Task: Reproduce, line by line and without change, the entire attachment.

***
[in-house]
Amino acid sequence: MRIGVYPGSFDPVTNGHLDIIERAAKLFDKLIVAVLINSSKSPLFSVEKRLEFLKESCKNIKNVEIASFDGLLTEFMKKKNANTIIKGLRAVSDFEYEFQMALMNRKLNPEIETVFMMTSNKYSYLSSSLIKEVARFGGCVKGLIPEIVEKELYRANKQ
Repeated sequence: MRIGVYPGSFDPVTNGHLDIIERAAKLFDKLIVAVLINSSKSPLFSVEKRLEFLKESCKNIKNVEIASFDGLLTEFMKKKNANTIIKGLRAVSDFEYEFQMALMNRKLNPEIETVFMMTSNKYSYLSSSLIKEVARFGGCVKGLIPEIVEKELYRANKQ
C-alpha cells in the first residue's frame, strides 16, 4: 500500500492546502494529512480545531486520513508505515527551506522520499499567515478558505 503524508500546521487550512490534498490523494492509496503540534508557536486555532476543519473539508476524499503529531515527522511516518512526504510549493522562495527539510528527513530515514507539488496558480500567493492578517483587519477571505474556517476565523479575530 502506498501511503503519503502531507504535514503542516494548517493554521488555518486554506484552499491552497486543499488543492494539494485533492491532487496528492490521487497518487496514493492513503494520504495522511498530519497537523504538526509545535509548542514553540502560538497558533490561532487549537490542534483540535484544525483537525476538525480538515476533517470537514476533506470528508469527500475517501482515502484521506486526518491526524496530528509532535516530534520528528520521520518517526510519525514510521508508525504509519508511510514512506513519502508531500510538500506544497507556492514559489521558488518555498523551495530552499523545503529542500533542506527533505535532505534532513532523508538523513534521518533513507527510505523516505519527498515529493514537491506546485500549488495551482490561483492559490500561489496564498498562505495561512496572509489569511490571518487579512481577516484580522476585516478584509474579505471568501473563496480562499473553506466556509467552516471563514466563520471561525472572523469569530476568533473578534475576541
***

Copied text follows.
[in-house]
Amino acid sequence: MRIGVYPGSFDPVTNGHLDIIERAAKLFDKLIVAVLINSSKSPLFSVEKRLEFLKESCKNIKNVEIASFDGLLTEFMKKKNANTIIKGLRAVSDFEYEFQMALMNRKLNPEIETVFMMTSNKYSYLSSSLIKEVARFGGCVKGLIPEIVEKELYRANKQ
Repeated sequence: MRIGVYPGSFDPVTNGHLDIIERAAKLFDKLIVAVLINSSKSPLFSVEKRLEFLKESCKNIKNVEIASFDGLLTEFMKKKNANTIIKGLRAVSDFEYEFQMALMNRKLNPEIETVFMMTSNKYSYLSSSLIKEVARFGGCVKGLIPEIVEKELYRANKQ
C-alpha cells in the first residue's frame, strides 16, 4: 500500500492546502494529512480545531486520513508505515527551506522520499499567515478558505 503524508500546521487550512490534498490523494492509496503540534508557536486555532476543519473539508476524499503529531515527522511516518512526504510549493522562495527539510528527513530515514507539488496558480500567493492578517483587519477571505474556517476565523479575530 502506498501511503503519503502531507504535514503542516494548517493554521488555518486554506484552499491552497486543499488543492494539494485533492491532487496528492490521487497518487496514493492513503494520504495522511498530519497537523504538526509545535509548542514553540502560538497558533490561532487549537490542534483540535484544525483537525476538525480538515476533517470537514476533506470528508469527500475517501482515502484521506486526518491526524496530528509532535516530534520528528520521520518517526510519525514510521508508525504509519508511510514512506513519502508531500510538500506544497507556492514559489521558488518555498523551495530552499523545503529542500533542506527533505535532505534532513532523508538523513534521518533513507527510505523516505519527498515529493514537491506546485500549488495551482490561483492559490500561489496564498498562505495561512496572509489569511490571518487579512481577516484580522476585516478584509474579505471568501473563496480562499473553506466556509467552516471563514466563520471561525472572523469569530476568533473578534475576541